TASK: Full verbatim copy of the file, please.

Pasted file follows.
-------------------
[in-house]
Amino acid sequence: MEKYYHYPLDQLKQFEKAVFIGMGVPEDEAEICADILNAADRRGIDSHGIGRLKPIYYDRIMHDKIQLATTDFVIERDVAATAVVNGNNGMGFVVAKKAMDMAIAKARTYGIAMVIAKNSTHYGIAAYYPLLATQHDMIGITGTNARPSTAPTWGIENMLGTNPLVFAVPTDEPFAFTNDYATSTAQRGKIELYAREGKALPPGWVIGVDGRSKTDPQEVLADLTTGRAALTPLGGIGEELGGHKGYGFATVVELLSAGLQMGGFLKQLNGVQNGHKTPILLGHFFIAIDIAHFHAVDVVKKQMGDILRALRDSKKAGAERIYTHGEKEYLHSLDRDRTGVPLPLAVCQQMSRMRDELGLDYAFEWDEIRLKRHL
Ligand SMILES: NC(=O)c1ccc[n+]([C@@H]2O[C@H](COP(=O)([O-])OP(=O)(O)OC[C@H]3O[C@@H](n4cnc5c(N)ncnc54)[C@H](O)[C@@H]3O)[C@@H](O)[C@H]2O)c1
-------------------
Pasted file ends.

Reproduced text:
[in-house]
Amino acid sequence: MEKYYHYPLDQLKQFEKAVFIGMGVPEDEAEICADILNAADRRGIDSHGIGRLKPIYYDRIMHDKIQLATTDFVIERDVAATAVVNGNNGMGFVVAKKAMDMAIAKARTYGIAMVIAKNSTHYGIAAYYPLLATQHDMIGITGTNARPSTAPTWGIENMLGTNPLVFAVPTDEPFAFTNDYATSTAQRGKIELYAREGKALPPGWVIGVDGRSKTDPQEVLADLTTGRAALTPLGGIGEELGGHKGYGFATVVELLSAGLQMGGFLKQLNGVQNGHKTPILLGHFFIAIDIAHFHAVDVVKKQMGDILRALRDSKKAGAERIYTHGEKEYLHSLDRDRTGVPLPLAVCQQMSRMRDELGLDYAFEWDEIRLKRHL
Ligand SMILES: NC(=O)c1ccc[n+]([C@@H]2O[C@H](COP(=O)([O-])OP(=O)(O)OC[C@H]3O[C@@H](n4cnc5c(N)ncnc54)[C@H](O)[C@@H]3O)[C@@H](O)[C@H]2O)c1